Remorse Is Complicated and Unhealthy

When I saw that remorse was the UU Lent word to think about today, I got a sinking feeling. There’s something I’m familiar with and that I’ve really had to grapple with a lot.

Remorse is a distressing emotion experienced by a person who regrets actions which they deem to be shameful, hurtful, or wrong. Remorse is closely allied to guilt and self-directed resentment.

The Wikipedia

The key here is that remorse has to do with something that a person deems to have been wrong, not that anyone else might necessarily view it that way. And the part about guilt and self-directed resentment sounds really, really familiar to me. I don’t know that remorse is something we should be cultivating for good mental health.

Way too much of my life, this was my internal monologue.

I know. I did some things in my twenties that really were unfair to people I loved, hurt them, and in retrospect, I see are very wrong, even though I couldn’t see it at the time in my immature and very confused mental state.

The remorse I felt after that led me down a path of further poor decisions, because I was so upset with myself that I felt I didn’t deserve to look for a happy life, a good job, or close friendships. I felt like I’d just let everyone down. And the poor self image my remorse led to absolutely ensured I’d lose friends, chase away partners, and treat myself unkindly. Ugh.

The Instagram of the day. I did love that poopy, butt-scooting pug.

It took a lot of work after my divorce from my children’s dad to learn to forgive myself of my mistakes and stop trying to make it all better for people I disappointed. I learned to move forward and learn how to deal with my hormones and childhood abandonment issues in a respectful, adult way (with the occasional totally human slip-up).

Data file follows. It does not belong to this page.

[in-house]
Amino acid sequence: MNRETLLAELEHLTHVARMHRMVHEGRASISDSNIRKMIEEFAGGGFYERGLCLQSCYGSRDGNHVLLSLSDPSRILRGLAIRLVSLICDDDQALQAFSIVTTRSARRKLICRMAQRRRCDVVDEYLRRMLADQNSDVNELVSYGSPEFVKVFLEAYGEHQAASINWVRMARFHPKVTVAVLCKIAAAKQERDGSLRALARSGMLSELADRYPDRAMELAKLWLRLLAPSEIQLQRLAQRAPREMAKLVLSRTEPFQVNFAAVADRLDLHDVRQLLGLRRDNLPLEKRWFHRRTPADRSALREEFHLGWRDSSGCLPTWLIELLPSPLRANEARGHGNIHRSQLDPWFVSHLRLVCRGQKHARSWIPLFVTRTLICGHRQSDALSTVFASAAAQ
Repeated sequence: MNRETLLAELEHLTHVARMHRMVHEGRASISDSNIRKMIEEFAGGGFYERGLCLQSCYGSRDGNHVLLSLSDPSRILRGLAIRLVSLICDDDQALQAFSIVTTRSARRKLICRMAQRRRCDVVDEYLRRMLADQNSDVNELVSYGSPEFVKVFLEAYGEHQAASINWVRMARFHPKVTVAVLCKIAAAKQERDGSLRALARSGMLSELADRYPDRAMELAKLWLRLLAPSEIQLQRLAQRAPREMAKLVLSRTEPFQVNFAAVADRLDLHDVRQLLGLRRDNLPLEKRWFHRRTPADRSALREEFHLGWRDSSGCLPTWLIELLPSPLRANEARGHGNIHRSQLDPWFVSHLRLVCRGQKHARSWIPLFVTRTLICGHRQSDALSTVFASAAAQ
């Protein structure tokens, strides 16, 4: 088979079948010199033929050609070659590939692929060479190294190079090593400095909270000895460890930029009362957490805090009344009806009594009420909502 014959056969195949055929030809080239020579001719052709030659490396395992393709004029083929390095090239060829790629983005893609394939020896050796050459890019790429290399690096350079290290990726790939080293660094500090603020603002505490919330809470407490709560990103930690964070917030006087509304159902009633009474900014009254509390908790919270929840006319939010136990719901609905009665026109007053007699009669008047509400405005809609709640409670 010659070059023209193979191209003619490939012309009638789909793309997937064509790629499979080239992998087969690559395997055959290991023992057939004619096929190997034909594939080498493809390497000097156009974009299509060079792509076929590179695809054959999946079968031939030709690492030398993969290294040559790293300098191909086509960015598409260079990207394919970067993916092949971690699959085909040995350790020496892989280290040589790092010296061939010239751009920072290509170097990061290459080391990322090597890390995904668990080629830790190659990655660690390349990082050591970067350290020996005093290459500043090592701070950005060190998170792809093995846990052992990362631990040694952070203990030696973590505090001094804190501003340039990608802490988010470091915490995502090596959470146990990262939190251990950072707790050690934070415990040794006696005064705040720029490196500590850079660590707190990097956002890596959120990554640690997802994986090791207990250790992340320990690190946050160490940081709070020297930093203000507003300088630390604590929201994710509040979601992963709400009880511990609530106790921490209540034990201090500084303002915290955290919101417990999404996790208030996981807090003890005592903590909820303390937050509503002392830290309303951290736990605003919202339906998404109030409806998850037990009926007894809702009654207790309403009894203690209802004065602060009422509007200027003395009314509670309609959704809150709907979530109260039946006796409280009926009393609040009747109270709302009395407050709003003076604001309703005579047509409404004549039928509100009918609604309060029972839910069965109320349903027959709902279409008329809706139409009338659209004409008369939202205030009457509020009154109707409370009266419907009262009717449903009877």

My dog forgives me, so should I.

If you are feeling bad about yourself, you can get to a new place, too. Therapy is your friend. So is Brene Brown.

Right now, I’m experiencing periodic remorse about what happened to my relationship with my older son. I’m not even sure if I did something awful or he’s embarrassed about something or what. I try to stick to sadness over the loss of a relationship to dear to me, rather than blaming myself or imagining hurtful things I might have done. It’s tough. Remorse is hard.

Spiderworts behind the Pope Residence say hello, and are happy, even after being mowed.

Enough brutal honesty for one day, right? I’d love to hear your thoughts. enjoy some flowers.

It’s a parasite, but it feels no remorse (Texas paintbrush). At the Hermits’ Rest.

Author: Sue Ann (Suna) Kendall

The person behind The Hermits' Rest blog and many others. I'm a certified Texas Master Naturalist and love the nature of Milam County. I manage technical writers in Austin, help with Hearts Homes and Hands, a personal assistance service, in Cameron, and serve on three nonprofit boards. You may know me from La Leche League, knitting, iNaturalist, or Facebook. I'm interested in ALL of you!

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